Gerrit submit rule is a set of conditions that needs to be fulfilled before change can be submitter (read merged) to given branch. By default there are only two simple conditions:
- Verified +1 (V+1)
- Code Review +2 (CR+2)
First one means that change don’t break the build (or project integrity). This step can (and it should) be automated using, a continuous integration system like (jenkins with gerrit trigger plugin). Automation here will save tons of men hours spent on reviewing code that doesn’t compile and/or break unit/integration/system tests.
Second one (Core Review +2) means that somebody from the team spent some time on reviewing and understanding the change. And this particular person didn’t found issues in it and thinks that this change is ready for production.
This set of rules seams to be reasonable and will be sufficient for “most” of the projects. But it has some flows, indirectly build in.
First of all there is no condition on the person that is giving the CR+2. In this case, change author can submit his own change, because there is no condition that would block him from doing so.
Also if you would like to enforce more strict review rules for given project. eg. at least two CR+2 are required to submit a change. You will probably end up with ‘internal convention’ not something that can be enforced automatically by Gerrit.
Of course, one can say that those two cases are exotic. Yes, in a way they are. But my point here is that default Gerrit submit rules are OK for (let say) 90% of projects. Projects that fallow Android OpenSource Project review principles (they can even don’t know that they fallow them ;)).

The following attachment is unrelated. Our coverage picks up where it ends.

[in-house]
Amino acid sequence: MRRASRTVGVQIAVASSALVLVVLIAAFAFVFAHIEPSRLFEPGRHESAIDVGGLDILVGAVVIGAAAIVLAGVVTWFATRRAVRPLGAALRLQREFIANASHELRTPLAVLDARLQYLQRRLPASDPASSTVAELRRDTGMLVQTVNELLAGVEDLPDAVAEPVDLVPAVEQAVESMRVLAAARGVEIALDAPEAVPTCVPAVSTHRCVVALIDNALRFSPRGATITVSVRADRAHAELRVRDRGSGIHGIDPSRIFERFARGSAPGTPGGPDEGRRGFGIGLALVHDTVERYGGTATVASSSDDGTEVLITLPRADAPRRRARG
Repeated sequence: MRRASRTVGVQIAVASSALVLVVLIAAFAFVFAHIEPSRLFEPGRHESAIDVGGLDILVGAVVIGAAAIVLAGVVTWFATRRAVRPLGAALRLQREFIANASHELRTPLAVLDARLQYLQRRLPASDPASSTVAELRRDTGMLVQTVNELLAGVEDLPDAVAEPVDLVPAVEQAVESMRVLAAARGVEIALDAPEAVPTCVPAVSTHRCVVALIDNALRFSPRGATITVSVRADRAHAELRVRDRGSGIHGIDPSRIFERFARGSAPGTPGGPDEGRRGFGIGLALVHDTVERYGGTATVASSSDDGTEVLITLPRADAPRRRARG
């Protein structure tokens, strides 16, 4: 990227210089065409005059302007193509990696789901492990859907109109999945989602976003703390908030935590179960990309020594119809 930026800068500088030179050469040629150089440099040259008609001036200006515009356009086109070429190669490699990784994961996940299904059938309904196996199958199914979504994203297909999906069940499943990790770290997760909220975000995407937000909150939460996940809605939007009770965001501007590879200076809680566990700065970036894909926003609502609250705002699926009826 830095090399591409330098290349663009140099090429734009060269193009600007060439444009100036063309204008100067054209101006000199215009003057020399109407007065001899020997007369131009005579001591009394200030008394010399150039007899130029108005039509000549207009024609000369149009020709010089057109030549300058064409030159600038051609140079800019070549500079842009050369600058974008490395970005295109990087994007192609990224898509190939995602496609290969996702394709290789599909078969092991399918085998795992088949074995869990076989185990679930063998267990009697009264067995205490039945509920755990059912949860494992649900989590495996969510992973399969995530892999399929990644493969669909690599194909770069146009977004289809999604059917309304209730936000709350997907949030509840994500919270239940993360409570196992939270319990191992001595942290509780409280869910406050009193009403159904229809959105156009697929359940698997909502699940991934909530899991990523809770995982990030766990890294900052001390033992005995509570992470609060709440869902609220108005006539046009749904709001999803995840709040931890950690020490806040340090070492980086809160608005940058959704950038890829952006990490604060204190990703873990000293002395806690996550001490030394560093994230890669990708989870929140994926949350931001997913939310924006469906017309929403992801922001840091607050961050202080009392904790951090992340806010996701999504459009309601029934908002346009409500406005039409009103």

What is with rest 10%?
No, they are not forgotten by Gerrit… but they have a bit harder live at the beginning.
Why it is harder? Because of Prolog.
Gerrit gives you a tool for defining your own Submit Rules per project. But the entry point is (I would personally say) high.
To define your own Submit Rules one need to learn Prolog programming language, then understood Gerrit Prolog API and finally define such custom Submit Rules per each project in refes/meta/config branch.
This is awesome! Show me a tool that have such flexibility build in, ready to use … and it is free? Yes, entry level is high but, come on, this is one time investment and you are set for (almost) a live time…
But maybe we could do something better here? Maybe we are missing something here… maybe we are not looking abstract enough.
Let me compare code review process to standard build process. In both cases you have some steps that need to be accomplished before you move to next mile stone. In build first of all source code files need to be compiled, same goes for test source files in next step. After that tests are run, and when they pass successfully, project can be packaged and put into production.
Same goes for the review process. First of all change need to be verified (compiled and tested) then team members are looking on code and if they found issues with it, change must be reworked. If not, it can be “packaged” to “production” I mean, merged to branch.
If we use such approach, then maybe instead of writing code for review rules, we could have a configuration file. Why not put the configuration and convention over Prolog code?
Provided that we would have such configuration syntax in place, then we could define set of rules that will verify the configuration file. Then wring UI for generating such config file shouldn’t be so hard (compared to generating Prolog code).
OK, lets finish with those “what if’s” because there is noting to wishful thinking. Why? Because we already implemented such ‘configuration over Prolog code’ approach in CollabNet. This is what we called Quality Gate wizard.
It contains two key parts:
- Quality Gate Gerrit Backend plugin – that adds special Prolog fact capable of understanding XML based configuration parameter.
- Quality Gate RCP Wizard – Eclipse based desktop application (build into GitEye app) that allow you use one of 15 predefined rules, define new submit and edit existing one. Then upload that to Gerrit. Everything from your desktop, no command line, text editor or git command is involved in that process.